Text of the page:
Coexistence of isospin I = 0 and I = 1 pairings in asymmetric nuclear matter

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Yi-Jun Yan, Xin-Le Shang, Jian-Min Dong and Wei Zuo. The coexistence of isospin I = 0 and I = 1 pairings in asymmetric nuclear matter[J]. Chinese Physics C. doi: 10.1088/1674-1137/abf99a
Yi-Jun Yan, Xin-Le Shang, Jian-Min Dong and Wei Zuo. The coexistence of isospin I = 0 and I = 1 pairings in asymmetric nuclear matter[J]. Chinese Physics C.  doi: 10.1088/1674-1137/abf99a shu
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Coexistence of isospin I = 0 and I = 1 pairings in asymmetric nuclear matter

    Corresponding author: Xin-Le Shang, shangxinle@impcas.ac.cn
  • 1. Institute of Modern Physics, Chinese Academy of Sciences, Lanzhou 730000, China
  • 2. School of Nuclear Science and Technology, University of Chinese Academy of Sciences, Beijing 100049, China
  • 3. CAS Key Laboratory of High Precision Nuclear Spectroscopy, Institute of Modern Physics, Chinese Academy of Sciences, Lanzhou 730000, China

Abstract: The coexistence of neutron-neutron (n-n), proton-proton (p-p), and neutron-proton (n-p) pairings is investigated by adopting an effective density-dependent contact pairing potential. These three types of pairings can coexist only if the n-p pairing is stronger than the n-n and p-p pairings for the isospin asymmetric nuclear matter. In addition, the existence of n-n and p-p pairs might enhance n-p pairings in asymmetric nuclear matter when the n-p pairing strength is significantly stronger than the n-n and p-p ones. Conversely, the n-p pairing is reduced by the n-n and p-p pairs when the n-p pairing interaction approaches n-n and p-p pairings.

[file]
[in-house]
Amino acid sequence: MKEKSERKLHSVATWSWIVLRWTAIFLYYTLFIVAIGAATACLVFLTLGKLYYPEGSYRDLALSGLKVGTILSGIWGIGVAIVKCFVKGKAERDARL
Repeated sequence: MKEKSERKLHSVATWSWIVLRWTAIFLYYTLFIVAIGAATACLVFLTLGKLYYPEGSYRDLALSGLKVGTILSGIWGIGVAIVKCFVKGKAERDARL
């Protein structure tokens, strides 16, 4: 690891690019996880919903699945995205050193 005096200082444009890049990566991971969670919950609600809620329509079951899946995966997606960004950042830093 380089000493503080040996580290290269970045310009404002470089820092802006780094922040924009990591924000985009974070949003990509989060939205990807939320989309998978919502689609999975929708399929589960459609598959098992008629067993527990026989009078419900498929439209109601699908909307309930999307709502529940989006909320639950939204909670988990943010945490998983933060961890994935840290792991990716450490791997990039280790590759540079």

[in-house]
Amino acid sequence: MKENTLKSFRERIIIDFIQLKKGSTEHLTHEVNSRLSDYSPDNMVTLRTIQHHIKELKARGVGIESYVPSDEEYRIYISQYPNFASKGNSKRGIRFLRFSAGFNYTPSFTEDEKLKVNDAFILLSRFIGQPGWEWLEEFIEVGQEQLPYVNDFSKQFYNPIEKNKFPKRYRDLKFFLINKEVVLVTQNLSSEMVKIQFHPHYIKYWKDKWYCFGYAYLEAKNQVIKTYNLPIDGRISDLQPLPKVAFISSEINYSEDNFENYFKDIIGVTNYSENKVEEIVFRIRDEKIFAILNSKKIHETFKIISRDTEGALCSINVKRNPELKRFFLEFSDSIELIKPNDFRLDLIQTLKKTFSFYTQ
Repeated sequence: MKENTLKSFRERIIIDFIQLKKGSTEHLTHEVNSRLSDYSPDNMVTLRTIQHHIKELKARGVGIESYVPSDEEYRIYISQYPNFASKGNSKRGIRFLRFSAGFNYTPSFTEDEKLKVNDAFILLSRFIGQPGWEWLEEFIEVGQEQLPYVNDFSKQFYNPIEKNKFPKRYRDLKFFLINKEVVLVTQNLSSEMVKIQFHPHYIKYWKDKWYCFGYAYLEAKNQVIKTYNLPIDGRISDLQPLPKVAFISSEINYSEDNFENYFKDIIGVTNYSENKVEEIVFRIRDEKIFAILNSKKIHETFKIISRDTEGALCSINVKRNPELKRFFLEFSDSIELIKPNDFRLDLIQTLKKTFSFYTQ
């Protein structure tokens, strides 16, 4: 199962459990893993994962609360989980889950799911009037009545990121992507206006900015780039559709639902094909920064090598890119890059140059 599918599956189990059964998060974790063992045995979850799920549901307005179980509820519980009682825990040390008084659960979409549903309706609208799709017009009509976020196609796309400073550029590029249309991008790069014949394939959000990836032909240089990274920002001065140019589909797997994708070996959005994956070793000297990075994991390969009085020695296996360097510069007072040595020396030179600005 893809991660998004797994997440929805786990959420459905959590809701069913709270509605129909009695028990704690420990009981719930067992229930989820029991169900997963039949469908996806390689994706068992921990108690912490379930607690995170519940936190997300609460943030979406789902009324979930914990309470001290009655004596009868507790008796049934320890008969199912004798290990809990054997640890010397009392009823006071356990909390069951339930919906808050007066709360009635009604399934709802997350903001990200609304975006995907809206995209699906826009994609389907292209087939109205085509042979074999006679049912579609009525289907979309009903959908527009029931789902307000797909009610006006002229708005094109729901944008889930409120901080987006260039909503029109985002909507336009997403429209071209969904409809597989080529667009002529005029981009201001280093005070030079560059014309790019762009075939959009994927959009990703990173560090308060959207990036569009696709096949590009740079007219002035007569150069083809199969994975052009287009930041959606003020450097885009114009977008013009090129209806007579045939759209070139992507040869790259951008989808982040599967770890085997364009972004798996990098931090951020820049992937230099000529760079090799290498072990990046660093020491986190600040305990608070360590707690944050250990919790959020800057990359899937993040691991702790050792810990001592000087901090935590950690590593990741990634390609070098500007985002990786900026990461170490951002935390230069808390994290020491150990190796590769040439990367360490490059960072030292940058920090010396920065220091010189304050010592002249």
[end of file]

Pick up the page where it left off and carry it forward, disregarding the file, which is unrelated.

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    I.   INTRODUCTION
    • The importance of pairing correlation in nuclear systems was realized very early [1]. In finite nuclei, neutron-neutron (n-n) and proton-proton (p-p) pairing effects are realized in several nuclear properties such as deformation, moments of inertia, alignments, and mass systematics [2-4]. In extended systems, nuclear pairing is expected to occur in the dense matter inside the neutron stars [5, 6]. This pairing is crucial for understanding various phenomena in neutron star physics, from the cooling of new born stars [7, 8] to the afterburst relaxation in X-ray transients [9], as well as in the understanding of glitches [10]. However, insufficient attention is paid to the isospin-singlet pairing, i.e., the neutron-proton (n-p) paring. Recently, it was suggested that the isospin-singlet pairing is possibly crucial in understanding some nuclear structural issues, such as the Gamow-Teller transition [11, 12]. In addition, considering the spin and isospin degrees of freedom, the nuclear Cooper pairs contain very interesting inner structures [13].

      It is well-known that pair correlations crucially depend on the pairing near the Fermi surface. Because neutrons and protons share the same Fermi energy in symmetric nuclear matter, n-n (p-p) pairs compete intensely with n-p pairs. Generally, the most energetically favored excludes the others. The investigations on nuclear pairs relatively focus on the single pairing structure, i.e., either the n-n (p-p) or n-p pair only [14-23]. Nevertheless, coexistence may emerge in special cases, such as in the case of isospin asymmetric nuclear matter. In a neutron-rich system, although the isospin-singlet n-p pairing may be favored, the excess neutrons can form isospin-triplet n-n pairs coexisting with the other, and they can influence each other. Furthermore, the nuclei far from the beta-stability line, i.e. the exotic nuclei, can be obtained from heavy-ion collisions (HIC), which has been addressed as a laboratory for the dynamic evolution of the superfluid state of nuclear matter [24]. New aspects of pairing could appear in these exotic nuclei, relative to isospin asymmetries, one of which might be the interplay between n-n and n-p pairings in the nuclei owing to the significant overlap of proton and neutron orbits [13, 25].